8 US Marines remain hospitalized after deadly aircraft crash over Australia

Australian politician Natasha Fyles said 12 of the US Marines injured in a fiery crash have been discharged

Eight U.S. Marines remain hospitalized after a fiery aircraft crash in Australia Sunday morning left three dead and 20 injured Sunday morning.

The Marines are still receiving treatment at the Royal Darwin Hospital in the north coast city of Darwin Monday after the Marine V-22 Osprey they were riding in crashed on an island during a multinational training exercise. At approximately 9:30 a.m. local time Sunday, the aircraft crashed into tropical forest and burst into flames.

Australian politician Natasha Fyles, who serves as the chief minister of the Northern Territory, said all 20 survivors of the crash were flown from Melville Island approximately 50 miles south to Darwin.

Fyles noted the first five Marines who arrived at the city’s main hospital were critically injured, including one who underwent emergency surgery. More than a day later, 12 had been discharged, she said.


The exterior of a hospital

Several U.S. Marines remained at the Royal Darwin Hospital in the Australian north coast city of Darwin on Monday after they were injured in a fiery crash of an aircraft on an island. (Peter Eve/Getty Images)

The Northern Territory chief minister would not detail the conditions of eight who remained in the hospital out of respect for them and their families.

"It’s ... a credit to everyone involved that we were able to get 20 patients from an extremely remote location on an island into our tertiary hospital within a matter of hours," Fyles told reporters.

The Osprey went down during a flight from Darwin to Melville as part of Exercise Predators Run, which involves the militaries of the United States, Australia, Indonesia, the Philippines and East Timor.

Northern Territory Police Commissioner Michael Murphy said the cause of the crash has not yet been determined and investigators would remain at the site for at least 10 days.

The Osprey is a tiltrotor aircraft that takes off and lands like a helicopter but can adjust its propellers forward during its flight to cruise much faster, like an airplane.

A V-22 Osprey tiltrotor aircraft

The V-22 Osprey tiltrotor aircraft, used by the U.S. Marines, takes off and lands like a helicopter but can adjust its propellers forward during its flight to cruise much faster, like an airplane. (MASSOUD HOSSAINI/AFP via Getty Images)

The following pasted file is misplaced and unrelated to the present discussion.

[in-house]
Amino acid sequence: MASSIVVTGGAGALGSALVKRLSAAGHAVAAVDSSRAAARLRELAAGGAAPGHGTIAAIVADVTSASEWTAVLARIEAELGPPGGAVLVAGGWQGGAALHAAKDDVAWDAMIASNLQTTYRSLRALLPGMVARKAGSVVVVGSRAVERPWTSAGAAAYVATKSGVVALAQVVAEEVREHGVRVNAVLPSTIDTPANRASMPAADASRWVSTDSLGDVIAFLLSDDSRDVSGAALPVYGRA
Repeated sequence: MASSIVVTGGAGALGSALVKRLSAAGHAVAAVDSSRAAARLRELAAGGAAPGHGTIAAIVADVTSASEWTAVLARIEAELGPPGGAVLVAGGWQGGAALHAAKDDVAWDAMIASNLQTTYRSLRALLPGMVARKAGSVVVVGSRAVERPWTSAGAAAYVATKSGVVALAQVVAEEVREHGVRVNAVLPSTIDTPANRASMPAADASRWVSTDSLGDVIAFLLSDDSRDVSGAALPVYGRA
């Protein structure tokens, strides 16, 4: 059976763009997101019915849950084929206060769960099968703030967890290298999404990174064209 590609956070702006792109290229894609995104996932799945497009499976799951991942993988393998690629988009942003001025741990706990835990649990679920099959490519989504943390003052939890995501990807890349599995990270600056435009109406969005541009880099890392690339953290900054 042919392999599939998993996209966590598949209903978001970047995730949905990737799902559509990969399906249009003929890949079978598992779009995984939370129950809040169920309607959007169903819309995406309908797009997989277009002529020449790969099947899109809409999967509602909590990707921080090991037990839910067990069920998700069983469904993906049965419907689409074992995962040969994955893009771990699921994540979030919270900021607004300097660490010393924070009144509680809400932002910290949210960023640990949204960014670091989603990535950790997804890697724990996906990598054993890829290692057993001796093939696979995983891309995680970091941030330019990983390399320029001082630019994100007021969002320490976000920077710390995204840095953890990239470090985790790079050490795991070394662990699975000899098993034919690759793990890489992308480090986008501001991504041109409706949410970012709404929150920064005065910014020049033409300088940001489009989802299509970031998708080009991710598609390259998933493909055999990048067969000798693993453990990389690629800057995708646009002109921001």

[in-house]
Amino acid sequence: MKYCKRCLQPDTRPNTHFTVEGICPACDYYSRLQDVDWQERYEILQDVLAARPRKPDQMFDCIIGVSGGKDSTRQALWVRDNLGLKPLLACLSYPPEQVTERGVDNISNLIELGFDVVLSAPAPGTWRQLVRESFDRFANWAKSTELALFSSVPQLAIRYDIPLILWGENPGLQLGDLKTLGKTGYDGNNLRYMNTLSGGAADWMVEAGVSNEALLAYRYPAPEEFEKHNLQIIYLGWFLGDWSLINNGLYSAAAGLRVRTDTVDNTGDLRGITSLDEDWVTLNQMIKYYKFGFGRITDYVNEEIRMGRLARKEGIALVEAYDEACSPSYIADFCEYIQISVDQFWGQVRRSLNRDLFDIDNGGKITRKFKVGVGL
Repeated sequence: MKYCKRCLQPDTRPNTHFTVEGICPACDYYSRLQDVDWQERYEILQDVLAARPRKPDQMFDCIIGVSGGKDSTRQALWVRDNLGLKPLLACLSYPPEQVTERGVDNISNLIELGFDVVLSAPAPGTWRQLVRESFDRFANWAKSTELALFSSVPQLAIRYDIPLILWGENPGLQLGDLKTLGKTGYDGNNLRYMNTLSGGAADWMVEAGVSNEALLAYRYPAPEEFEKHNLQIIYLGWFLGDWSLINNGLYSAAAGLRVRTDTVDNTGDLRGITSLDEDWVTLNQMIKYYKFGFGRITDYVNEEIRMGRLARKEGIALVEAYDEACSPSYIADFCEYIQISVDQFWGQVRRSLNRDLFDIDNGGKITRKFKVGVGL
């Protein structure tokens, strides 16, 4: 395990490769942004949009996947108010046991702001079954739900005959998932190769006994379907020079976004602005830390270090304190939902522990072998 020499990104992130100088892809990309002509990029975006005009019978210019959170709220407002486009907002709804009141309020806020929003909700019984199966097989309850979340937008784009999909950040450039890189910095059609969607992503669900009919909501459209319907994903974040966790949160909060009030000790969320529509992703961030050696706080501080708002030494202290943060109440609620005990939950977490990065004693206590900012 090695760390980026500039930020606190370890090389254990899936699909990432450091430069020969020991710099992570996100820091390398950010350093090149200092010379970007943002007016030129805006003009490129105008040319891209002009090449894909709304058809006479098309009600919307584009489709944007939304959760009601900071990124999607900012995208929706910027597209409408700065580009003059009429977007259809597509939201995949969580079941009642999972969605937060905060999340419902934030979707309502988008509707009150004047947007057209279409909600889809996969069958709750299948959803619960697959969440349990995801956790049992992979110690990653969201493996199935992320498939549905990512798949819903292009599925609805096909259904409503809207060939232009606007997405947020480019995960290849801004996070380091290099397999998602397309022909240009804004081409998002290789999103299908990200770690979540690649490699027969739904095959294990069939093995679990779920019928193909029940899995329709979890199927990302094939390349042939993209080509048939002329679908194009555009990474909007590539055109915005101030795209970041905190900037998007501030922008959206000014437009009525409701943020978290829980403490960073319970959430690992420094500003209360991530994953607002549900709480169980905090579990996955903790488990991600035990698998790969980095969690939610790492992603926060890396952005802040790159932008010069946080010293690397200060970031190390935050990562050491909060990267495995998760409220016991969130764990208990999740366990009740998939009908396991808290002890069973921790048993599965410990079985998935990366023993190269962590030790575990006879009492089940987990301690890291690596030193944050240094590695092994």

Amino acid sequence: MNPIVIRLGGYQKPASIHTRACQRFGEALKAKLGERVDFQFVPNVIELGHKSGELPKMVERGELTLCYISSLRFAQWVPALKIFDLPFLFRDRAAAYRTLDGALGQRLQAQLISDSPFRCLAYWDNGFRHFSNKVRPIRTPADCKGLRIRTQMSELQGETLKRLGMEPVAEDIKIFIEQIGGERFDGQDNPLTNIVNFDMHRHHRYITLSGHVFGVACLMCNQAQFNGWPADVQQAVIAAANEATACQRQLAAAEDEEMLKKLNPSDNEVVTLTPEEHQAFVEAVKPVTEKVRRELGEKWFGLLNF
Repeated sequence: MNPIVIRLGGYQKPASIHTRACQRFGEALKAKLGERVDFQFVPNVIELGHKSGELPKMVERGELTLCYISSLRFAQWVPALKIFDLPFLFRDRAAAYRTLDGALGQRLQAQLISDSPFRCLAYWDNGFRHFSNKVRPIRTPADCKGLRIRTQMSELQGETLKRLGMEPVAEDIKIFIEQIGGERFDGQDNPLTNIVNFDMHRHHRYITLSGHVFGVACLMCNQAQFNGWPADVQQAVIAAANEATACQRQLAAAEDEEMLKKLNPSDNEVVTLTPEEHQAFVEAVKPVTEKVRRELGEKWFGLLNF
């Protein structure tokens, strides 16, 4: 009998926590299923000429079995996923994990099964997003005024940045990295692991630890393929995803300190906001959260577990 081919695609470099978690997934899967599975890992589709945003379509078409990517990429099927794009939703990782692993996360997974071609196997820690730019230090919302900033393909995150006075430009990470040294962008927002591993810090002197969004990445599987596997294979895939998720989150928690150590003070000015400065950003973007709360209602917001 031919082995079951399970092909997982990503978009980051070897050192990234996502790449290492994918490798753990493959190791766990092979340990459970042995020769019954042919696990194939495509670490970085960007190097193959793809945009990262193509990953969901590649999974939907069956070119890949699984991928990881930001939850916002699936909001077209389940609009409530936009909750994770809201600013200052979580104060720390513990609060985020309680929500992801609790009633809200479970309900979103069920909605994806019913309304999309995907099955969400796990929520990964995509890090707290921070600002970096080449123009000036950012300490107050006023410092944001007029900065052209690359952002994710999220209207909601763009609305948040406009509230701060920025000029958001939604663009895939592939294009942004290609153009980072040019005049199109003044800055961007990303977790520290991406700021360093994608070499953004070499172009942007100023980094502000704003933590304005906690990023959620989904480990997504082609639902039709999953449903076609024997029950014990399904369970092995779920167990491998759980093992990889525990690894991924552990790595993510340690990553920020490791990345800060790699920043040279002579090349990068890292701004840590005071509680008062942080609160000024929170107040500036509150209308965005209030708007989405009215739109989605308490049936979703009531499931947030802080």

The police commissioner said he was surprised the death toll from the crash was not higher.

"For a chopper that crashes and catches fire, to have 20 Marines that are surviving, I think that’s an incredible outcome," Murphy said.


Defense Minister Richard Marles was also grateful for those who survived.

"It’s remarkable that in many ways, so many have survived," Marles told Nine News television. "This remains a very tragic incident and the loss of those lives are keenly felt," Marles added.

The Osprey flying

A United States Marine Corps MV-22B Osprey fly's past HMAS Canberra off the coast of Darwin during Indo-Pacific Endeavour 2023. (Australian Department of Defense)

On social media, U.S. Defense Secretary Lloyd Austin paid tribute to the Marines who died.

"These Marines served our country with courage and pride, and my thoughts and prayers are with their families today, with the other troops who were injured in the crash, and with the entire USMC family," Austin said on X.

The U.S. Embassy in Australia also issued a statement offering condolences to the families.

Several aircraft

In this photo released by Australian Department of Defense, United States Marine Corps MV-22B Osprey tiltrotor aircraft are parked at RAAF Base Darwin, Australia, Aug. 11, 2023, during Exercise Alon at the Indo-Pacific Endeavour 2023. (CPL Robert Whitmore/Australian Department of Defense via AP)

The Marines aboard the crashed aircraft were all temporarily based in Darwin, where approximately 150 Marines are based each year.Before Sunday, there had been five fatal crashes of Marine Ospreys since 2012, causing a total of 16 deaths.

The latest was in June 2022, when five Marines died during an exercise east of San Diego

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